run(navigationInstruction: NavigationInstruction, next: Next): Promise<any> {
        console.log("I'm inside the pre render step!")
        return next();
    }
}

export class PostRenderStep {
    run(navigationInstruction: NavigationInstruction, next: Next): Promise<any> {
        console.log("I'm inside the post render step!")
        return next();
    }
}

 

As you probably noticed, we didn’t need to implement any special interface inside each step class. All we have to deliver to aurelia is a run method which accepts two parameters of type NavigationInstruction and Next (got from the aurelia-router module). Inside the configureRouter method we registered all created steps using dedicated Add… methods, but I also presented to you the alternate ways of doing that. All right then, let’s run the app and check whether it’ working:

 

sample2

 

Okay, everything works but that was super easy, wasn’t it? How about something more useful? As I mentioned at the beginning of the article one of the most common scenario for that kind of functionalities would be a user’s authorization. Below is some code that can deal with such a requirement:

 

import {RouterConfiguration, Router,NavigationInstruction, Next, Redirect} from 'aurelia-router';

export class App
{
    router: Router;

    configureRouter(config: RouterConfiguration, router: Router)
    {
        this.router = router;

        config.addAuthorizeStep(AuthorizeStep);        

        config.map([
            {route: '', moduleId: 'books', settings: {roles: ['admin', 'superUser']}},
            {route: 'search', moduleId: 'search'}
        ]);
    }
}

export class AuthorizeStep
{
     run(navigationInstruction: NavigationInstruction, next: Next): Promise<any>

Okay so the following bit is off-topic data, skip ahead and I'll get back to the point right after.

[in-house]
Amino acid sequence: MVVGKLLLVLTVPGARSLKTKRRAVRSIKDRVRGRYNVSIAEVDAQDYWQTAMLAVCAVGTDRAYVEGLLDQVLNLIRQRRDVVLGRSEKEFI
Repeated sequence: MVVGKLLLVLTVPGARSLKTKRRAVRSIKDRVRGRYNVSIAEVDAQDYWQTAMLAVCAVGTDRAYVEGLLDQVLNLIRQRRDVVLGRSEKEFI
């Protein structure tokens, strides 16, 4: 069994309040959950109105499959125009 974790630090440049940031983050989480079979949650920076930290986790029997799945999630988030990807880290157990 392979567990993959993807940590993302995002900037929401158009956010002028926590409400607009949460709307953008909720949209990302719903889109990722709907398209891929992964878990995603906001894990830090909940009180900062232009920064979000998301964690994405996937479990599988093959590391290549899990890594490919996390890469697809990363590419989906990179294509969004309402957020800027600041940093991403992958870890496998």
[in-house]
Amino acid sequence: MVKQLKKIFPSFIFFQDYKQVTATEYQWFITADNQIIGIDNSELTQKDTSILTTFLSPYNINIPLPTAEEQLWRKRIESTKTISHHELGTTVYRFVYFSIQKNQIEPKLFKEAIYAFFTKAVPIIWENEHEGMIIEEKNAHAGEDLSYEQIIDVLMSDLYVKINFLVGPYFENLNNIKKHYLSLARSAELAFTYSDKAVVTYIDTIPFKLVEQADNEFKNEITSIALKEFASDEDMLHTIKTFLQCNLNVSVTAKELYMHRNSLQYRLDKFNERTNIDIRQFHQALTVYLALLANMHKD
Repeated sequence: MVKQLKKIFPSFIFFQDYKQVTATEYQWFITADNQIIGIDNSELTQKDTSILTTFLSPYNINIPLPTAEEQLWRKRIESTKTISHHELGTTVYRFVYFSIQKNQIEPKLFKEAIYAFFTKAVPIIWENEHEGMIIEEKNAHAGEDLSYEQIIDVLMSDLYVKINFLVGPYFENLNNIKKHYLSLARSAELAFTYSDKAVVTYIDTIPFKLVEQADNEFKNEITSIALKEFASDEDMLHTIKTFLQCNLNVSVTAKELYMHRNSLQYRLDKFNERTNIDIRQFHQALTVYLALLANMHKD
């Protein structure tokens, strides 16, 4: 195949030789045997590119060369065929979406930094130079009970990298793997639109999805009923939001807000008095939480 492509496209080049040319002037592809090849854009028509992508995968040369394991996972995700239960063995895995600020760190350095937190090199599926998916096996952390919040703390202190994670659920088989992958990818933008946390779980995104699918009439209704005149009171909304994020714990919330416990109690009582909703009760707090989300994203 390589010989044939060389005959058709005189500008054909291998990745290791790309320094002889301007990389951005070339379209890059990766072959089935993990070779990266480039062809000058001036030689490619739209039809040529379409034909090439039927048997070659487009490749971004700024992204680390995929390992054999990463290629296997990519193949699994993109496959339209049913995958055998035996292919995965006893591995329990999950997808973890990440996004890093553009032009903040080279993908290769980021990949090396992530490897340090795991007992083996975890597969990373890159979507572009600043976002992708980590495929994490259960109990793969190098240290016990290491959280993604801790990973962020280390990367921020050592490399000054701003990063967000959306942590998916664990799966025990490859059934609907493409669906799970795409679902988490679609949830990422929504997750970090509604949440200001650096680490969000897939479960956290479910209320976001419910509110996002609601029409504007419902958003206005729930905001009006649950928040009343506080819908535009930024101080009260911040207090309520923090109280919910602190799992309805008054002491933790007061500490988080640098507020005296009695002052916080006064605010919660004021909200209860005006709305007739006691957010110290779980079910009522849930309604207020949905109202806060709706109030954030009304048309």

{  
         let user = {role: 'admin'};
         let requiredRoles = navigationInstruction.getAllInstructions().map(i => i.config.settings.roles)[0];

         let isUserPermited = requiredRoles? requiredRoles.some(r => r === user.role) : true;

         if(isUserPermited)  
            return next();

         return next.cancel();
     }
}

 

Let’s start with the route declaration. As you can see I added a parameter to the default module called settings. This allows putting some additional information on each route. In this case, I put the array with roles names, so if the user wants to redirect to the view, he needs to be in one of the defined roles. Now, moving forward to the run implementation, first, we have to get the user object. Normally I’d inject some AuthService or anything else that keeps the user’s object but that’s not the point of this example 😉 Having a user we need to get roles defined for the specific view. For this purpose, we can use the navigationInstruction object which gives us an access to the route’s settings. After that, all we need to do is checking whether the user is in one of the defined roles. If the condition is satisfied, we invoke next() to exit the authorization step and move forward in a pipeline. Otherwise, we reject the operation by invoking cancel method. It worthwhile to mention that this method has also an overload allowing us to redirect user to the specific view, like:

 

 return next.cancel(new Redirect('nameOfTheRoute')); 

 

Summary

That’s all I prepared for you today! I hope that this article will help you in the future while creating your awesome Aurelia apps! As I wrote earlier there are many scenarios that can be easily handled by the route pipelines (not only authorizing). The above example was just tip of the iceberg. As always, I encourage you to follow me on Twitter and Facebook just to be up to date with my new articles!